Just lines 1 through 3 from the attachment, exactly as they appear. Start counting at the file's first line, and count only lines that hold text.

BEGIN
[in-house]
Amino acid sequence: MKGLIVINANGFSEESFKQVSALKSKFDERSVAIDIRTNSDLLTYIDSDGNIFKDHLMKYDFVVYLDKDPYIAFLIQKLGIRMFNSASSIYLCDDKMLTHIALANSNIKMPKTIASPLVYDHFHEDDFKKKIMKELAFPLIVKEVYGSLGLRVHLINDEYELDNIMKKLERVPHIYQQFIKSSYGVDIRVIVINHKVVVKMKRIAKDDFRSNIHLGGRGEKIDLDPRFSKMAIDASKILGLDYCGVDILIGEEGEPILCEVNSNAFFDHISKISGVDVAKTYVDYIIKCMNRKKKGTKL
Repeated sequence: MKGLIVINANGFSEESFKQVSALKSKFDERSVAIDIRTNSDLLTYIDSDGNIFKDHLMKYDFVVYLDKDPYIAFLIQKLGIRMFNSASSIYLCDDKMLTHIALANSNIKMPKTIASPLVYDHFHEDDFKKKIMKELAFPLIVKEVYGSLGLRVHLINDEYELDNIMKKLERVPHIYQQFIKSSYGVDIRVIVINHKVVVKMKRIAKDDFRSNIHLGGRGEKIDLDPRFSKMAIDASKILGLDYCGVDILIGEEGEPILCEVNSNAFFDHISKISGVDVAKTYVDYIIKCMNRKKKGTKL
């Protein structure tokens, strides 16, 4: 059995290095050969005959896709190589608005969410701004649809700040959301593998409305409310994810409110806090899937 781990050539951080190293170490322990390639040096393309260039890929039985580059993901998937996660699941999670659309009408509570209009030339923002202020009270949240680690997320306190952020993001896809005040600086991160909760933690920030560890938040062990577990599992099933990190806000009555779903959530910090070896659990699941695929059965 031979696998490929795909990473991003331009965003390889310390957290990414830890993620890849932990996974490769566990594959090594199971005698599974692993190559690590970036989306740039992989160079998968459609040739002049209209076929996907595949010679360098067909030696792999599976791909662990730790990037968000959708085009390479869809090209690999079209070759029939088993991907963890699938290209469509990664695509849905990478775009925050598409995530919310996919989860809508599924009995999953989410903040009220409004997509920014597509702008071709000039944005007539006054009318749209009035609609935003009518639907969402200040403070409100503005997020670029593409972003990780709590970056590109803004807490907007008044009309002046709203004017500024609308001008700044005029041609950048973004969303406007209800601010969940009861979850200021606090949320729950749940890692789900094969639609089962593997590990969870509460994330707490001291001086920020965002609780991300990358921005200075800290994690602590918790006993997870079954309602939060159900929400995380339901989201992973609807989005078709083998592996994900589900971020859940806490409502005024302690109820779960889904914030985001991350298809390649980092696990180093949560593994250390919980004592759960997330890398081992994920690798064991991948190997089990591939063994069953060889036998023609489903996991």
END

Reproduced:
[in-house]
Amino acid sequence: MKGLIVINANGFSEESFKQVSALKSKFDERSVAIDIRTNSDLLTYIDSDGNIFKDHLMKYDFVVYLDKDPYIAFLIQKLGIRMFNSASSIYLCDDKMLTHIALANSNIKMPKTIASPLVYDHFHEDDFKKKIMKELAFPLIVKEVYGSLGLRVHLINDEYELDNIMKKLERVPHIYQQFIKSSYGVDIRVIVINHKVVVKMKRIAKDDFRSNIHLGGRGEKIDLDPRFSKMAIDASKILGLDYCGVDILIGEEGEPILCEVNSNAFFDHISKISGVDVAKTYVDYIIKCMNRKKKGTKL
Repeated sequence: MKGLIVINANGFSEESFKQVSALKSKFDERSVAIDIRTNSDLLTYIDSDGNIFKDHLMKYDFVVYLDKDPYIAFLIQKLGIRMFNSASSIYLCDDKMLTHIALANSNIKMPKTIASPLVYDHFHEDDFKKKIMKELAFPLIVKEVYGSLGLRVHLINDEYELDNIMKKLERVPHIYQQFIKSSYGVDIRVIVINHKVVVKMKRIAKDDFRSNIHLGGRGEKIDLDPRFSKMAIDASKILGLDYCGVDILIGEEGEPILCEVNSNAFFDHISKISGVDVAKTYVDYIIKCMNRKKKGTKL